Emergency Text Messaging

Whether you’re texting or talking, it is important to be aware of new developments in text messaging technology for disaster situations. Hurricane Katrina and the 2007 Virginia Tech campus shooting have prompted discussions about text messaging as a primary means of emergency notification, especially on college campuses.

Currently more than 230 million Americans use cell phones, according to the Cellular Telecommunications & Internet Association (CTIA). Studies have also shown that cell phone and text message use is on the rise: already 20% of American households use cell phones instead of landlines.

The U.S. Department of Education requires colleges and universities to have the means to reach their students in a timely manner in times of crisis. Many colleges currently use e-mail as their primary form of emergency notification, since every student is given a college e-mail account. However, this becomes a problem in a crisis if computers are down or students are out of their dorm and not able to check e-mail. Text messaging has recently emerged as an option on college campuses, as the majority of college students are rarely without cell phones.

Colleges such as the University of North Carolina at Chapel Hill, Quinnipiac University in Hamden, Conn., and Montclair State University in Montclair, N.J. already have emergency text messaging warning systems in place to notify students for class cancellations due to severe weather. Companies such as Starbucks and Honeywell also have similar wireless text systems in place to notify employees and provide them with instructions during fires or natural disasters.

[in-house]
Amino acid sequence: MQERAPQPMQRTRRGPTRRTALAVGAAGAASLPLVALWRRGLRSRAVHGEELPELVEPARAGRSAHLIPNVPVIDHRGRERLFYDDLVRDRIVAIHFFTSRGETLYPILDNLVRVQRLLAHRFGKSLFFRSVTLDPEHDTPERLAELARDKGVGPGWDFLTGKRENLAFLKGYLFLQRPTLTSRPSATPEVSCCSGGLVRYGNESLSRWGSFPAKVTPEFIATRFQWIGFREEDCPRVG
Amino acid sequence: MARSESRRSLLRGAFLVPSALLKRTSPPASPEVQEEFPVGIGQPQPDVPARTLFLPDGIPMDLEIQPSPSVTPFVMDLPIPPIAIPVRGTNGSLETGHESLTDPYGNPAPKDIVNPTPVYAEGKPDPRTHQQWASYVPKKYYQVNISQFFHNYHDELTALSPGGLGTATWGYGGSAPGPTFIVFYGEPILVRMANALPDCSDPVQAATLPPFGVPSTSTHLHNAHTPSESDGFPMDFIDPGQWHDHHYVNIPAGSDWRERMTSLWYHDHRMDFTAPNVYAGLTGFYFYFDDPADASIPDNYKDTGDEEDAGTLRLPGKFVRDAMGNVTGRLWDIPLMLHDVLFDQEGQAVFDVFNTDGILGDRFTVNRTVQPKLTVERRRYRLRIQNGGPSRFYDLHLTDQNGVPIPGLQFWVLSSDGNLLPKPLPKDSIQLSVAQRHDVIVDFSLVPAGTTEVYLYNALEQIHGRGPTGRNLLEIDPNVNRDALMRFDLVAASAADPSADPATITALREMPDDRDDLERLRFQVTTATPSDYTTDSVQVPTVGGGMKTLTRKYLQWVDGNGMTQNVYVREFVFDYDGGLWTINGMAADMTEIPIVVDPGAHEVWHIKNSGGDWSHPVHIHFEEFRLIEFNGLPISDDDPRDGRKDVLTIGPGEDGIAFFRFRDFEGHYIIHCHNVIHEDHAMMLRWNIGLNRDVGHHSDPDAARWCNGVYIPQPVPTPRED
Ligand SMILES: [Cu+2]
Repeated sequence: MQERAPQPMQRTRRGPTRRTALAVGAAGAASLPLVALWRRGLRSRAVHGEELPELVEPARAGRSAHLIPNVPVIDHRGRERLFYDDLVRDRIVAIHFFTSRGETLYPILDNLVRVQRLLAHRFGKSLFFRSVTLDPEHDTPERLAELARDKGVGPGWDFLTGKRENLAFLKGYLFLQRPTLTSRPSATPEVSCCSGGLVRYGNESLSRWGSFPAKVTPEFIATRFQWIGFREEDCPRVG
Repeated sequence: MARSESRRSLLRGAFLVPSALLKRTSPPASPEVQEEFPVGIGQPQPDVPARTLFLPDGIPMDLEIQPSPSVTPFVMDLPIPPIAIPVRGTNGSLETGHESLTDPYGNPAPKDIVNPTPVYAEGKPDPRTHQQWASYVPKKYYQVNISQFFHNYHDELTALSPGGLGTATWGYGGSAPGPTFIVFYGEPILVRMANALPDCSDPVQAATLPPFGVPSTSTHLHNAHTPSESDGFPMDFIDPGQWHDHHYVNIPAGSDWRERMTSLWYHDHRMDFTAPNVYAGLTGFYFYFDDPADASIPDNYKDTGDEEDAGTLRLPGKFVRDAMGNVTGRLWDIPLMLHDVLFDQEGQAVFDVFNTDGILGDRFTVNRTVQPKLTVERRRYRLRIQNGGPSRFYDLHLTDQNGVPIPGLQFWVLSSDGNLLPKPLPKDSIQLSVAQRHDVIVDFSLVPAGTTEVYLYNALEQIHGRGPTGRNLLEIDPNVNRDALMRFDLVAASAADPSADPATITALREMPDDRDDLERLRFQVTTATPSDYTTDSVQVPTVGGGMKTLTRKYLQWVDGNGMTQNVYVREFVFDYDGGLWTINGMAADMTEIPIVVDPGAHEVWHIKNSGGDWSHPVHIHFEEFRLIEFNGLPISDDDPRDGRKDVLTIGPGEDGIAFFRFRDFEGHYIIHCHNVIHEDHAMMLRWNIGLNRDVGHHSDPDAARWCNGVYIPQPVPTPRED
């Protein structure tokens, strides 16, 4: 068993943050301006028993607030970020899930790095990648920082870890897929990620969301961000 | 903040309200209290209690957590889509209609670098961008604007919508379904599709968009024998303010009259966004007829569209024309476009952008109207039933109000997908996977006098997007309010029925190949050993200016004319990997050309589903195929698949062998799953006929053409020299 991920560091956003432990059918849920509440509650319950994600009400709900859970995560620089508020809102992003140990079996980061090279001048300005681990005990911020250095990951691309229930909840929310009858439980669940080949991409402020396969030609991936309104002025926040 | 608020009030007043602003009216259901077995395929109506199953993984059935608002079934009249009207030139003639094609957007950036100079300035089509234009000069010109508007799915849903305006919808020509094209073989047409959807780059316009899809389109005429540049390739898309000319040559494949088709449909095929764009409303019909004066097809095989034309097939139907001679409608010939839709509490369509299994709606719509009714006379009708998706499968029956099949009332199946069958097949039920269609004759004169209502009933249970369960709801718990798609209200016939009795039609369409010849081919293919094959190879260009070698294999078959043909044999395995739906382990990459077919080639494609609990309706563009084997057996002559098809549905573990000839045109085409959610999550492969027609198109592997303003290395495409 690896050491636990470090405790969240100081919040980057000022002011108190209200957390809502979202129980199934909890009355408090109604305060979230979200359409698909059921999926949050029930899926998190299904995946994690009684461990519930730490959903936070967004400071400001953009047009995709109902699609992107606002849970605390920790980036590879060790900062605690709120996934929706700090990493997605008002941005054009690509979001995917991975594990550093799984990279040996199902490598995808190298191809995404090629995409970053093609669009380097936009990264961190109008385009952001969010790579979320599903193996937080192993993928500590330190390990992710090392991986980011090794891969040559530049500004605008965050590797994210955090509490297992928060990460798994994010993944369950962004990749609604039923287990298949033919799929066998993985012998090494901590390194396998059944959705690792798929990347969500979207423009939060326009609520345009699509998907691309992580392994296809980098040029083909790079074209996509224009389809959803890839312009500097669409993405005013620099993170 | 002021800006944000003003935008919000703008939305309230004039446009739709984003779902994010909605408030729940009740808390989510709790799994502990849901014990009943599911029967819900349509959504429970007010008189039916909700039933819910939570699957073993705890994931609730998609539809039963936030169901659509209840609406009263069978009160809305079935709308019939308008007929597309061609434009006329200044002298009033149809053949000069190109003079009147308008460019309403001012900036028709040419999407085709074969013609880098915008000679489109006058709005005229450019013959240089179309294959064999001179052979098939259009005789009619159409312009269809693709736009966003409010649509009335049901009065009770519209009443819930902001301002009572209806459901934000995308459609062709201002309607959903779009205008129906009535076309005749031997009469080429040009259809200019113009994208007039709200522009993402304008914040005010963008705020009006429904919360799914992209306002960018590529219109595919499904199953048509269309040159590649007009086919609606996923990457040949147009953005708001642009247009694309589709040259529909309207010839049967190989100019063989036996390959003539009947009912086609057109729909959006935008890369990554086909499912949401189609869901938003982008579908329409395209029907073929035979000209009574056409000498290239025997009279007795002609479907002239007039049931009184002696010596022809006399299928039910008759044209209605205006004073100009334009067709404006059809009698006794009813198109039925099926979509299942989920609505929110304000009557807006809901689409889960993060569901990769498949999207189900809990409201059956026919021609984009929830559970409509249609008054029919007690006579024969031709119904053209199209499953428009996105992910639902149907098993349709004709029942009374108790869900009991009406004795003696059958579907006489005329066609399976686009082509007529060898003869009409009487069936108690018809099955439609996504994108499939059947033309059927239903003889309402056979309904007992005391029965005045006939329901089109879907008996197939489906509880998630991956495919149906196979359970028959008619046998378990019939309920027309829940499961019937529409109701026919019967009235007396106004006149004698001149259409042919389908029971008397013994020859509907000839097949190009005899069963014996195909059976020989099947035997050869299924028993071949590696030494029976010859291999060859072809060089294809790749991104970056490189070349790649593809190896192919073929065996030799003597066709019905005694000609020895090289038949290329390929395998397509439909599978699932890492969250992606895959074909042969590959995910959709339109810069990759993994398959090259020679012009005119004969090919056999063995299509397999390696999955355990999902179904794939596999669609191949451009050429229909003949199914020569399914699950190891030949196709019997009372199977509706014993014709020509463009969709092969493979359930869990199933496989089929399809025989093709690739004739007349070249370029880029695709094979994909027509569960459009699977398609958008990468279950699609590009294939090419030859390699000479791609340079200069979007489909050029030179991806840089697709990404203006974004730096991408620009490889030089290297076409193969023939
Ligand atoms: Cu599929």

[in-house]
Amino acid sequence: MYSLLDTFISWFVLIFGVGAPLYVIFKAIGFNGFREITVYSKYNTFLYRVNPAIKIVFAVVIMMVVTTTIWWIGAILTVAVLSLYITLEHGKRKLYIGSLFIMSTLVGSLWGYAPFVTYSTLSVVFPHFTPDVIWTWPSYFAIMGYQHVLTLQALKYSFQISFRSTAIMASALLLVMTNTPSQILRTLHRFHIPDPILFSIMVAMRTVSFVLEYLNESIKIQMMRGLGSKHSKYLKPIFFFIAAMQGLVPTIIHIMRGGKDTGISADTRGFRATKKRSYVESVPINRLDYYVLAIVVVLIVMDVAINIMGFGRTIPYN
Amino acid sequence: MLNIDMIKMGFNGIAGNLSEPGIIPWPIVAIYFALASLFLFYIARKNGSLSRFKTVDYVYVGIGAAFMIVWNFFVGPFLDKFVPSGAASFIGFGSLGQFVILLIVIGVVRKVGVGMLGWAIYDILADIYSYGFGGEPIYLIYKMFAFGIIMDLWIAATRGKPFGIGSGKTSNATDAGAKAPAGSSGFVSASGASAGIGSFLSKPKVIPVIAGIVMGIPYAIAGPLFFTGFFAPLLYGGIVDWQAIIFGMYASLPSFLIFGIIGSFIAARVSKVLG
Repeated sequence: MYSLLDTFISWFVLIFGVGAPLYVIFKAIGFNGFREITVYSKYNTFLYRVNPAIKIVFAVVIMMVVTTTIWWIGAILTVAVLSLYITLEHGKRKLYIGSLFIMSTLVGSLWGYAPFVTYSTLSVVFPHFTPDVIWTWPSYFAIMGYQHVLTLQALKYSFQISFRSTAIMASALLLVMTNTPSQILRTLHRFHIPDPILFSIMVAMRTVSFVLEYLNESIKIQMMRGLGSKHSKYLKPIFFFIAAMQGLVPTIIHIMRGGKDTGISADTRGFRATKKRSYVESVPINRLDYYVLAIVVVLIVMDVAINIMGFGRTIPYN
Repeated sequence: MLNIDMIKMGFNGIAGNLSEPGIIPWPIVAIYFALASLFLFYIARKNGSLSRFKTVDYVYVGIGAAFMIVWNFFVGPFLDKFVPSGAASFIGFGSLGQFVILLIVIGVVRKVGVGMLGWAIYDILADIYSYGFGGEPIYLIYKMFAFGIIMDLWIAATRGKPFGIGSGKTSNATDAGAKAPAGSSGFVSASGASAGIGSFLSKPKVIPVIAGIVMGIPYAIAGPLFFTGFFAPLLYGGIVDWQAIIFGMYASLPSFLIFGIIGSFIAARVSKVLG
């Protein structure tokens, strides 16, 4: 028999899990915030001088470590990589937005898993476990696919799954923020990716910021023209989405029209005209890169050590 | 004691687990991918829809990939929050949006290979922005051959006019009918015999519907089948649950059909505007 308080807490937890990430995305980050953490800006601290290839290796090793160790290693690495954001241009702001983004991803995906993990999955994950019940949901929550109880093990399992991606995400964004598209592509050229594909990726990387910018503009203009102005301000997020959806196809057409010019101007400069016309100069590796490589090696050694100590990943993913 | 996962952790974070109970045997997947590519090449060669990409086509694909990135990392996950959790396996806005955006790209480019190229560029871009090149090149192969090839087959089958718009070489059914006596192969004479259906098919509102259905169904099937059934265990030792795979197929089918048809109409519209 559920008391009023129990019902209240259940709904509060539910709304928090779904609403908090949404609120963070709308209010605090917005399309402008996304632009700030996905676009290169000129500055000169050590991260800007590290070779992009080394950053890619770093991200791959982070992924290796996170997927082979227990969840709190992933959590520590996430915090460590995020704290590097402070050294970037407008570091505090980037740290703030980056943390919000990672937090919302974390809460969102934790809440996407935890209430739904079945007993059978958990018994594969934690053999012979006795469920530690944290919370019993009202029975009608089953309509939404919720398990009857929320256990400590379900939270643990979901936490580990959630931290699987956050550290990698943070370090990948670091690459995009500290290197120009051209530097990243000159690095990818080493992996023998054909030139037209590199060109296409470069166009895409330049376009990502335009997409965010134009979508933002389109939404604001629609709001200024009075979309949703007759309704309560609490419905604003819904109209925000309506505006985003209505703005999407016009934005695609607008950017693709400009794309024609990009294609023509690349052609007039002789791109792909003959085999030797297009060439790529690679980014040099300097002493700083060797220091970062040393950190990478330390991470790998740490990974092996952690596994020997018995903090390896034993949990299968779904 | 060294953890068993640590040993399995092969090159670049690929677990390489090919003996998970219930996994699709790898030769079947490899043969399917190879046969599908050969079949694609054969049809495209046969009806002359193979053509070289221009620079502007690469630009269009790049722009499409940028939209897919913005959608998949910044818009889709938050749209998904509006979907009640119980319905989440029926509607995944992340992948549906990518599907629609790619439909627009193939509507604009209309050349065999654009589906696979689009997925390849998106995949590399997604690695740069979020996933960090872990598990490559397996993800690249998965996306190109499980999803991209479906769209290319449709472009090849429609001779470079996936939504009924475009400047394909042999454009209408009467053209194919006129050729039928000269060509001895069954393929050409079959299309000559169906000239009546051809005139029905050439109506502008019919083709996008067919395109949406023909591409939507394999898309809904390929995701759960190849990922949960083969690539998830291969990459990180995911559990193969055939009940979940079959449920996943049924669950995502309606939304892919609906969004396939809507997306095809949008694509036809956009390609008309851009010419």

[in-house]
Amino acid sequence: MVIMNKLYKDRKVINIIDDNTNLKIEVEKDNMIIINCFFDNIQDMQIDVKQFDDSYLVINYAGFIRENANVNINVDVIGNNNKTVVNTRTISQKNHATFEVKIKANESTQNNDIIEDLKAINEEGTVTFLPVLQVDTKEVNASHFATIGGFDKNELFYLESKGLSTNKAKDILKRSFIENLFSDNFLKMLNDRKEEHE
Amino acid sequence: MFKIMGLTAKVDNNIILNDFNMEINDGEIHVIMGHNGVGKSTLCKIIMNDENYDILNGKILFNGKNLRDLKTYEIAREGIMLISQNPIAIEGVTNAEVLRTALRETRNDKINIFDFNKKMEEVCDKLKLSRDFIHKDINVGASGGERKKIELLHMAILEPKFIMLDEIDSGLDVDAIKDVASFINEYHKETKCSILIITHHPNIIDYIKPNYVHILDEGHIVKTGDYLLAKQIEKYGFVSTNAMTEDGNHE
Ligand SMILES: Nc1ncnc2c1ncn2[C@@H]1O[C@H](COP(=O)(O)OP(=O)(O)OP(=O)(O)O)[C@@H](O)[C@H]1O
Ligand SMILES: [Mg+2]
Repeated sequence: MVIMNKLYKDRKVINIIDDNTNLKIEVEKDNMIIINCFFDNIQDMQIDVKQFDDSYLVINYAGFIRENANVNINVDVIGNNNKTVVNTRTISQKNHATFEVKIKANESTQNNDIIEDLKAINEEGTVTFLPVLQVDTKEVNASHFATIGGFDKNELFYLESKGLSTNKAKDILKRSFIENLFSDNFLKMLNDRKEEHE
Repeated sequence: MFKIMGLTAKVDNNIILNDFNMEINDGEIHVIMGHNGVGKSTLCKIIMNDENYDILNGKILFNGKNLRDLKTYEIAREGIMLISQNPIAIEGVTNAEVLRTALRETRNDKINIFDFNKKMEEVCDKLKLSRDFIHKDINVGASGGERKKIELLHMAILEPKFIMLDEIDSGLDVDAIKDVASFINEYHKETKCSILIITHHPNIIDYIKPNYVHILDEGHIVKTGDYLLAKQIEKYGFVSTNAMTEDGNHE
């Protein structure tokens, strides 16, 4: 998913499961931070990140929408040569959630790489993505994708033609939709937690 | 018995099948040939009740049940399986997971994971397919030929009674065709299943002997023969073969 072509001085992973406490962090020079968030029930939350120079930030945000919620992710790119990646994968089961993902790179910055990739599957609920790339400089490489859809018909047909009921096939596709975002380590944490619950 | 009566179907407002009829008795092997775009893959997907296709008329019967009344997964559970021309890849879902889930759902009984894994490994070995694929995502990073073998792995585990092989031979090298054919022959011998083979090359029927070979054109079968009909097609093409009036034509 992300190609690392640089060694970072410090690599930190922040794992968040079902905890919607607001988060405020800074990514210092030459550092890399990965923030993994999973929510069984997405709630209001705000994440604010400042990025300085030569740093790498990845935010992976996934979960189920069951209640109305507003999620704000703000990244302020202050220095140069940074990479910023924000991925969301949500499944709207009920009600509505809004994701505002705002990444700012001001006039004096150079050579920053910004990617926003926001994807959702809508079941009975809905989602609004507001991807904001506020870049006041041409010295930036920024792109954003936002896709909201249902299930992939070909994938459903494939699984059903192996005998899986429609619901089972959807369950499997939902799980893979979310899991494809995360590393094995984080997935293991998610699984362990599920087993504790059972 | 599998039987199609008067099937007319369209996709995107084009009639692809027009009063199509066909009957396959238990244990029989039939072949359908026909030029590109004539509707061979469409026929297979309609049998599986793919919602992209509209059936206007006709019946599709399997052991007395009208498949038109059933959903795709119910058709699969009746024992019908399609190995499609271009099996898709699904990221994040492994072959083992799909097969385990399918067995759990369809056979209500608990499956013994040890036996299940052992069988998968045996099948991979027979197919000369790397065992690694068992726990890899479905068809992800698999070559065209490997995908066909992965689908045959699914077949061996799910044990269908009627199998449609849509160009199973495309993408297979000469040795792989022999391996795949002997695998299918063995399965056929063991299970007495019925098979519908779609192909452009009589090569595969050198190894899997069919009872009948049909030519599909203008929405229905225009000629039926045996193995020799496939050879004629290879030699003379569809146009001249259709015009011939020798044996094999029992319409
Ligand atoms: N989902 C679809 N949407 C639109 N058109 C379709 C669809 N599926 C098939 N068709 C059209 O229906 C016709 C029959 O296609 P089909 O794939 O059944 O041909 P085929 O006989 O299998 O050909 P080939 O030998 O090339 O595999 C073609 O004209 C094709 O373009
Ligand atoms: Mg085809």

If you are a cell phone subscriber, investigate the options at your home, workplace, or college campus for emergency text notifications. The CTIA already offers some emergency notification services through their website, such as Wireless AMBER Alerts for missing children.

WHN TIP: Plan B

Get a “cell-phone-free plan B” so your cell is not your only means of communication during a disaster. While cell phones can be a great for communicating in emergencies, have a backup plan in case your cell phone is not at hand..

WHN TIP: Capabilities?

Cell phones have certain limitations that may inhibit communication during disasters. For example, some do not have text messaging capabilities—and if you call 911 on your cell phone, your address won’t appear to dispatchers (as it would if you called from a landline in your home). For more information, check out our fast tips on using the phone during emergencies.

Updated 5/2009